All Voices Matter: addiction representation in Euphoria


Maya Silberman

In her revival of the weekly column, All Voices Matter, staff reporter Sydney Bishop offers her take on various social and cultural issues.

Sydney Bishop, Staff Reporter

With the hit HBO show Euphoria taking an entire generation of viewers by storm, it is important to commend its display of serious issues and topics such as domestic abuse, mental illness, and bullying. However, what I find most significantly highlighted by this series is the raw portrayal of teen opiate addiction.

Euphoria has gotten plenty of criticism for how unrealistic the plots are within the show as well as the casting of actors in their late twenties in contrast to the adolescent age of the characters. However, I choose to look past that and commend Euphoria for portraying the plights of a teen addicted to opiates without sugarcoating. 

Rue, the main character of the show portrayed by actress Zendaya Coleman, is a high schooler who struggles with opiate addiction following the passing of her father. She was introduced to the substance when she would spend time with her father while he was in a terminal condition. She was the one to give him his painkillers, and also took them herself to cope with his imminent passing. 

The show follows Rue on her perils with her illness while also navigating high school, severe mental illness, and toxic relationships. It is important to recognize that I referred to Rue’s addiction as an illness because that is what addiction truly is and should be referred to.

Drug addiction is too heavily stigmatized, when people think of those addicted to opiates they often write them off as nothing more than insatiable junkies. What they feel to realize is that it can happen to anyone, and more often than not it’s not the fault of the addict.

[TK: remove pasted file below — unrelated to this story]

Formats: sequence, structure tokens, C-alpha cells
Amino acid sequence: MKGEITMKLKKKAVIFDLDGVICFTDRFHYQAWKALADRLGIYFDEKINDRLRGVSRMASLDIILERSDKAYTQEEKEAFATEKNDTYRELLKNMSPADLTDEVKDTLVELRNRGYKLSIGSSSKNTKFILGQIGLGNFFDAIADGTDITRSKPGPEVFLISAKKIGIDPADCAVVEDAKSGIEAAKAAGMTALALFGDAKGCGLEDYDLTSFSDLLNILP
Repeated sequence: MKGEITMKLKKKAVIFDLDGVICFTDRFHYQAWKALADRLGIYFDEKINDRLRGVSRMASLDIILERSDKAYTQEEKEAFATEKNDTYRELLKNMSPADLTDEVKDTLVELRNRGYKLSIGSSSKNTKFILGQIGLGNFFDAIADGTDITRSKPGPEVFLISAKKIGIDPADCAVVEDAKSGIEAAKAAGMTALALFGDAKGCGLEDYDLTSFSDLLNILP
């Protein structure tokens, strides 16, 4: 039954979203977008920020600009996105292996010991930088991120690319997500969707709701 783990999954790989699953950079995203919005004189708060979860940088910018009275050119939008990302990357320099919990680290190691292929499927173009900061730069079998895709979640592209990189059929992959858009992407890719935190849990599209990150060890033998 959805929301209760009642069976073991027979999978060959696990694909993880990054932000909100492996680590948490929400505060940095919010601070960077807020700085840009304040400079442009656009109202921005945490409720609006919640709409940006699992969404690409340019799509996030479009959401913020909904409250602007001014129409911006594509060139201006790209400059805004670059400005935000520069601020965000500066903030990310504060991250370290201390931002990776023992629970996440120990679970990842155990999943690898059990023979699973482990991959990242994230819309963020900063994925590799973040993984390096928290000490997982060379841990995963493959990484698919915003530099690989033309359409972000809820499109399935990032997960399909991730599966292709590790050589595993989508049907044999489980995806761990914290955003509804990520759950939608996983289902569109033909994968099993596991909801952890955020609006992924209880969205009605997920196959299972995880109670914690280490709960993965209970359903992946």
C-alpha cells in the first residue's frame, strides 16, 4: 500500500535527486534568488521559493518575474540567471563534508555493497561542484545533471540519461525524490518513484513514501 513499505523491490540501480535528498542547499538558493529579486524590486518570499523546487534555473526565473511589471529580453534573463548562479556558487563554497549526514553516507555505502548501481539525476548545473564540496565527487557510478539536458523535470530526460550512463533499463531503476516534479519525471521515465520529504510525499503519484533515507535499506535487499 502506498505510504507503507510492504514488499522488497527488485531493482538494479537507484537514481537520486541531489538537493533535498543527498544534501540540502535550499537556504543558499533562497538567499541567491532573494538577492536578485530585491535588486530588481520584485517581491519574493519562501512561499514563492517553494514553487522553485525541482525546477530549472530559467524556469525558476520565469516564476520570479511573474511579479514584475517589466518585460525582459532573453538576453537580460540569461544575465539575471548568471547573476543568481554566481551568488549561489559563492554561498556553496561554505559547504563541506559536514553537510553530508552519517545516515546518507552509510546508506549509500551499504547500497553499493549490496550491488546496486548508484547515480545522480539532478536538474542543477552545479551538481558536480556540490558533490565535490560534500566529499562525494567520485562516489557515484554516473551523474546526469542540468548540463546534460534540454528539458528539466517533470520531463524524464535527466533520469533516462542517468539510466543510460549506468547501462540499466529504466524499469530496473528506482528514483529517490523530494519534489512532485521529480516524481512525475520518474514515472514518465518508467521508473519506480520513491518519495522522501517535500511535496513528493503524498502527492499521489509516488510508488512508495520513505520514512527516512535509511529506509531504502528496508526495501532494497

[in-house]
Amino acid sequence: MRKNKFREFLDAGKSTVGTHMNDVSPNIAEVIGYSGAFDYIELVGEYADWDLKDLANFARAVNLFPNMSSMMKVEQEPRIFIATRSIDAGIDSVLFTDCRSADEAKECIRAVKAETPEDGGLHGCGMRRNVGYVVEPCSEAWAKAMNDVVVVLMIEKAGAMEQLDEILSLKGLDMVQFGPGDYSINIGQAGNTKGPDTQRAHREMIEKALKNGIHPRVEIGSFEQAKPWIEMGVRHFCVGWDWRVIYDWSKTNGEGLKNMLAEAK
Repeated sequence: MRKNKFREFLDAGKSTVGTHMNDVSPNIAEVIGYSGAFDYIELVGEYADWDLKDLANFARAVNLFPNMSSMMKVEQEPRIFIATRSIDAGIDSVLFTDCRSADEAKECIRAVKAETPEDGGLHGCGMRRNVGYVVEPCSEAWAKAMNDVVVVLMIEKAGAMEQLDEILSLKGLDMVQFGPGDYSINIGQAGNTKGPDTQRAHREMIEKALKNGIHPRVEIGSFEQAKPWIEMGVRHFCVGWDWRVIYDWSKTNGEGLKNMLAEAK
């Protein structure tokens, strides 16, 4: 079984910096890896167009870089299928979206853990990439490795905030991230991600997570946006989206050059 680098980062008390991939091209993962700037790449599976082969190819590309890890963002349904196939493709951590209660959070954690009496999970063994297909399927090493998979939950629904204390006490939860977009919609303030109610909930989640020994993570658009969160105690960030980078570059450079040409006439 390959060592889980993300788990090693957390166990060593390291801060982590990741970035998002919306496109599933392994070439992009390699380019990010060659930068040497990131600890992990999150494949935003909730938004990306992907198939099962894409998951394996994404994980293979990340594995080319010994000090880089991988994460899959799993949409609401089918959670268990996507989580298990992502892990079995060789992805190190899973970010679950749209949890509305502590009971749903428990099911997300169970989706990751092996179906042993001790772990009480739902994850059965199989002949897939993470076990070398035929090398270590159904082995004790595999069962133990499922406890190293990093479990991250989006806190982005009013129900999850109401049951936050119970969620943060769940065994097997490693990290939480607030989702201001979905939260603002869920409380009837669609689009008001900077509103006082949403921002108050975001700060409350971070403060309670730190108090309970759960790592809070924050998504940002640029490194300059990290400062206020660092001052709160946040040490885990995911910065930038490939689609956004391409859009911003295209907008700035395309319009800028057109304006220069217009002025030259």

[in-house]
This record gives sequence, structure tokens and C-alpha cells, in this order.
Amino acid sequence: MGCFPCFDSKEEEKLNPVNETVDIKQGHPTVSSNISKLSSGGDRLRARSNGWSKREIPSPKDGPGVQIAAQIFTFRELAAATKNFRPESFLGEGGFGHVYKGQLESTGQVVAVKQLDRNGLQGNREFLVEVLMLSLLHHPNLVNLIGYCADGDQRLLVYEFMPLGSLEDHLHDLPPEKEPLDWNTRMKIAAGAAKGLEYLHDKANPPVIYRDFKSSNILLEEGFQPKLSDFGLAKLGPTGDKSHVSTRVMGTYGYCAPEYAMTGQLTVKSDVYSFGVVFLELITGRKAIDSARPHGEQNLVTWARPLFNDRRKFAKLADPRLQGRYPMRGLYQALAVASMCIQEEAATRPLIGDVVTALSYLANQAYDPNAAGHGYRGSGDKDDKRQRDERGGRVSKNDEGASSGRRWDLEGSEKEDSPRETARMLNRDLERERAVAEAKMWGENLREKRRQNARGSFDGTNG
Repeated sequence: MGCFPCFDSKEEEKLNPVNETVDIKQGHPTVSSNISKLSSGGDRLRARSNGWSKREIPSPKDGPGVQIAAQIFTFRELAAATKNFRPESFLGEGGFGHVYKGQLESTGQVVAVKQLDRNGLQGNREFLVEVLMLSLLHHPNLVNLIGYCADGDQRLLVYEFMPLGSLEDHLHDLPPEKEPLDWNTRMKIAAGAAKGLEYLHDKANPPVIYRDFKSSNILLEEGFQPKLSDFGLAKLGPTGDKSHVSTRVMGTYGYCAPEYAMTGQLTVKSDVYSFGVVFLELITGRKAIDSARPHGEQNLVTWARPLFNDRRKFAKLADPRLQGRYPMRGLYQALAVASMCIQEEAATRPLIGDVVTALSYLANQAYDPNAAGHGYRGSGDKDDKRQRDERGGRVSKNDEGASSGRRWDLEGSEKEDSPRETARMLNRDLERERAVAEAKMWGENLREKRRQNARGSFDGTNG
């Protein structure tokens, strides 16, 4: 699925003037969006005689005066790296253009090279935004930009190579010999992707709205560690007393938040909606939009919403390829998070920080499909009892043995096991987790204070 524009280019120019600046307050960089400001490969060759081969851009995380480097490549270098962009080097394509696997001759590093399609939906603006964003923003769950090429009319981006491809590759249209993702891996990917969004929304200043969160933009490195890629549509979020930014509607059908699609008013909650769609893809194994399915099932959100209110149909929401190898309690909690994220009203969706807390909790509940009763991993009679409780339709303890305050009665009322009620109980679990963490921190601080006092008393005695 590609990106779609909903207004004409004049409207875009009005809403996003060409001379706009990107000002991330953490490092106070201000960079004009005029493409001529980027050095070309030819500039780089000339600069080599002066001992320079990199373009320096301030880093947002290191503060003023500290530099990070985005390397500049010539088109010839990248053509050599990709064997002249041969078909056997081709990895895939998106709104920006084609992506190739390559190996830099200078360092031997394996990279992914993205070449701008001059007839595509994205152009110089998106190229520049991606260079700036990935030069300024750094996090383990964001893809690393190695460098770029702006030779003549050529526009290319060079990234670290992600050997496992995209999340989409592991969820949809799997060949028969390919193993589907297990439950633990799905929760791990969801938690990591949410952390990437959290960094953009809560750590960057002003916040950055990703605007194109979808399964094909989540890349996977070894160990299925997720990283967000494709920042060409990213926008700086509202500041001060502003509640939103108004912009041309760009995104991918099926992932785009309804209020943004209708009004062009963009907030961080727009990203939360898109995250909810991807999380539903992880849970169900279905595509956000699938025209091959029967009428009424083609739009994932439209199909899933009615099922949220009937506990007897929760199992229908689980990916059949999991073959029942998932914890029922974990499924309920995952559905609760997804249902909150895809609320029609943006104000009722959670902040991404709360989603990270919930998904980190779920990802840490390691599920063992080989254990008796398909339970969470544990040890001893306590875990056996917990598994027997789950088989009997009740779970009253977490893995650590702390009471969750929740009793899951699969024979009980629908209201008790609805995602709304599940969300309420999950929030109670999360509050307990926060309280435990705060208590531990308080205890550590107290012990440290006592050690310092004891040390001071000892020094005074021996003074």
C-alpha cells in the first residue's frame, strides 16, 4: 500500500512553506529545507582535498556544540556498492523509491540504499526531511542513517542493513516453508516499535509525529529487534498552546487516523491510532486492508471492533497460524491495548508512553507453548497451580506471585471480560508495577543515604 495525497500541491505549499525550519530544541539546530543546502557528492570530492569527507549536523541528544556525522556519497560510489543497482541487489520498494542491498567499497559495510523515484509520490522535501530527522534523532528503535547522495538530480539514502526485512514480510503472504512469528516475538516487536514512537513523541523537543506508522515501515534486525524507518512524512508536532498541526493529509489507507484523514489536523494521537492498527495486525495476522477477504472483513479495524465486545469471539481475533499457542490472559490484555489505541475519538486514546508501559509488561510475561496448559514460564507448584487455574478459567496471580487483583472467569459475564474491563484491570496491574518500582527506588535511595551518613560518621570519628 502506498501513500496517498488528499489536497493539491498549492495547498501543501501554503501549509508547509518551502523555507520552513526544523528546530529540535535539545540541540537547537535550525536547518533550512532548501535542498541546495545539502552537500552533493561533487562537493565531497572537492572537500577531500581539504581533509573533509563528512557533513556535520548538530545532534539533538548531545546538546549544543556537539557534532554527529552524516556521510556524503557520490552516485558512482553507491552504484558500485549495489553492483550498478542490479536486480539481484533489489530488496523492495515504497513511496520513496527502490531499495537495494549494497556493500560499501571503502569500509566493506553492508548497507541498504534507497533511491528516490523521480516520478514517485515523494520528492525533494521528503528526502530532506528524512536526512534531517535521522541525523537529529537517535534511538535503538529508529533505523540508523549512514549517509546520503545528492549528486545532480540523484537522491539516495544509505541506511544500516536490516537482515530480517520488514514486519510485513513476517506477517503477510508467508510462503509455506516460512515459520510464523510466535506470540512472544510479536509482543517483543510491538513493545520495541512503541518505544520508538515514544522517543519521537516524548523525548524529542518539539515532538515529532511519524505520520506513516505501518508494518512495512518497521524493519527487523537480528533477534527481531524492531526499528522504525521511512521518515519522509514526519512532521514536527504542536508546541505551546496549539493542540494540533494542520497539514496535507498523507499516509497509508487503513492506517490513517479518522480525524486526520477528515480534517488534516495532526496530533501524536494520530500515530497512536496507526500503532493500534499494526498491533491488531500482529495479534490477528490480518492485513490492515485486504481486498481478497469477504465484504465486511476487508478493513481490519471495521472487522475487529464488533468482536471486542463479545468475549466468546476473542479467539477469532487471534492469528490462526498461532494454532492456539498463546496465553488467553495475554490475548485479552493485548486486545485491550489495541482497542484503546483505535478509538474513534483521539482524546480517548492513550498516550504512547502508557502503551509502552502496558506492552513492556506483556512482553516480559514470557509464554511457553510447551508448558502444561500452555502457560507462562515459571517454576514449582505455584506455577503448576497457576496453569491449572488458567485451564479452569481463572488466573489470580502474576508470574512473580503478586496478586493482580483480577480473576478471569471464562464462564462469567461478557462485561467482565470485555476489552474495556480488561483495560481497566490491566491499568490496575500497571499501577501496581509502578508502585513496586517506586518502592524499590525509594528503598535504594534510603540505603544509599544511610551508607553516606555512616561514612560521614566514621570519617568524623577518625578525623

A common example of opiate addiction born out of circumstances out of an addict’s control is the major injury to opiate addiction pipeline. According to the American Society of Addiction Medicine, in the height of the opioid epidemic, from 1999 to 2008, it was observed that prescribed opioid sales and substance use related to disorder treatment and overdose death rates increased dramatically in parallel.

Extremely strong opioids and narcotics such as hydrocodone, oxycodone, codeine, morphine, fentanyl, etc, are often prescribed for severe injuries or medical conditions with the recipients sometimes ending up addicted due to the nature of these drugs. Whenever these drugs become harder for the person to acquire is when they are likely to resort to the use of illicit opioids such as heroin.

But the aspect of opioid addiction that makes shows like Euphoria so important is the knowledge that it does in fact happen to teenagers. 

In 2020 alone it has been recorded that approximately 20% of US teenagers reported using illicit drugs. These are scary numbers to consider, and it truly opens your eyes to how vulnerable teenagers really are to drug addiction.

On the contrary, there has been a tremendous decrease in these numbers since 2020. In 2021 it was recorded that around 16.9% of US teenagers reported using illicit drugs. I firmly believe that shows such as Euphoria that expose the public to this huge societal issue can be credited to the spread of necessary awareness. 

Euphoria has its flaws and unrealistic aspects, but it is important to recognize that drug addiction does happen to adolescents and to exempt that topic from its criticism. The choice to sympathize with characters like Rue with the illness of addiction can lead to a society that works together to prevent and treat it instead of stigmatizing and neglecting it.